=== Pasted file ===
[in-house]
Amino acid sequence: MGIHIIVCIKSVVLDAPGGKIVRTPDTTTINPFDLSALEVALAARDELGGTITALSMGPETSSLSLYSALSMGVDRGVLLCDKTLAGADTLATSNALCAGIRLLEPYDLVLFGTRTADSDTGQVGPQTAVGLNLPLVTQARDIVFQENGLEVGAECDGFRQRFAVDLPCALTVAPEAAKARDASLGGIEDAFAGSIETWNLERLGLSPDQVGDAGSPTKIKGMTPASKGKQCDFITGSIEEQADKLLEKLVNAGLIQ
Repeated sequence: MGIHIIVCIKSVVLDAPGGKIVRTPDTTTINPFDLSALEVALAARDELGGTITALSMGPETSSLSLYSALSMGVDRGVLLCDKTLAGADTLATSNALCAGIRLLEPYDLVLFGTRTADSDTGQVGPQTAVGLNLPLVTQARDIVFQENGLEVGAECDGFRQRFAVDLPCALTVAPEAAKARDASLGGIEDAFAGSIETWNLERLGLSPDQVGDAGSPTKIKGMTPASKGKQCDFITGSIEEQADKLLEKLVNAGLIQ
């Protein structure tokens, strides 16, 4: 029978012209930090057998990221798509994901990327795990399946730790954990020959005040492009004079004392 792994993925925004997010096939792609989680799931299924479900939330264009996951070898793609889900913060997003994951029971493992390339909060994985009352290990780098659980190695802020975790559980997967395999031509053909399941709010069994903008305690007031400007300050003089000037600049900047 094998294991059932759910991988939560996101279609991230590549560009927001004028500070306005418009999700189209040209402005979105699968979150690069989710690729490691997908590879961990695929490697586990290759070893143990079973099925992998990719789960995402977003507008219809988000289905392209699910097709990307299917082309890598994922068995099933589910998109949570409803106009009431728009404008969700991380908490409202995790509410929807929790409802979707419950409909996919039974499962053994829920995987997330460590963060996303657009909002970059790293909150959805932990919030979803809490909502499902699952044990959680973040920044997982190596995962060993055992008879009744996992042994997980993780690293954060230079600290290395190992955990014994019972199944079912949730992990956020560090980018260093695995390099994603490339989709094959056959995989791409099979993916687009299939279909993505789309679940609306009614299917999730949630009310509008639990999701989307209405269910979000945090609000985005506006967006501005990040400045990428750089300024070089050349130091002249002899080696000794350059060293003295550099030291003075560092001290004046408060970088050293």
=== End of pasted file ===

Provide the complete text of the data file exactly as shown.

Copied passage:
[in-house]
Amino acid sequence: MGIHIIVCIKSVVLDAPGGKIVRTPDTTTINPFDLSALEVALAARDELGGTITALSMGPETSSLSLYSALSMGVDRGVLLCDKTLAGADTLATSNALCAGIRLLEPYDLVLFGTRTADSDTGQVGPQTAVGLNLPLVTQARDIVFQENGLEVGAECDGFRQRFAVDLPCALTVAPEAAKARDASLGGIEDAFAGSIETWNLERLGLSPDQVGDAGSPTKIKGMTPASKGKQCDFITGSIEEQADKLLEKLVNAGLIQ
Repeated sequence: MGIHIIVCIKSVVLDAPGGKIVRTPDTTTINPFDLSALEVALAARDELGGTITALSMGPETSSLSLYSALSMGVDRGVLLCDKTLAGADTLATSNALCAGIRLLEPYDLVLFGTRTADSDTGQVGPQTAVGLNLPLVTQARDIVFQENGLEVGAECDGFRQRFAVDLPCALTVAPEAAKARDASLGGIEDAFAGSIETWNLERLGLSPDQVGDAGSPTKIKGMTPASKGKQCDFITGSIEEQADKLLEKLVNAGLIQ
């Protein structure tokens, strides 16, 4: 029978012209930090057998990221798509994901990327795990399946730790954990020959005040492009004079004392 792994993925925004997010096939792609989680799931299924479900939330264009996951070898793609889900913060997003994951029971493992390339909060994985009352290990780098659980190695802020975790559980997967395999031509053909399941709010069994903008305690007031400007300050003089000037600049900047 094998294991059932759910991988939560996101279609991230590549560009927001004028500070306005418009999700189209040209402005979105699968979150690069989710690729490691997908590879961990695929490697586990290759070893143990079973099925992998990719789960995402977003507008219809988000289905392209699910097709990307299917082309890598994922068995099933589910998109949570409803106009009431728009404008969700991380908490409202995790509410929807929790409802979707419950409909996919039974499962053994829920995987997330460590963060996303657009909002970059790293909150959805932990919030979803809490909502499902699952044990959680973040920044997982190596995962060993055992008879009744996992042994997980993780690293954060230079600290290395190992955990014994019972199944079912949730992990956020560090980018260093695995390099994603490339989709094959056959995989791409099979993916687009299939279909993505789309679940609306009614299917999730949630009310509008639990999701989307209405269910979000945090609000985005506006967006501005990040400045990428750089300024070089050349130091002249002899080696000794350059060293003295550099030291003075560092001290004046408060970088050293």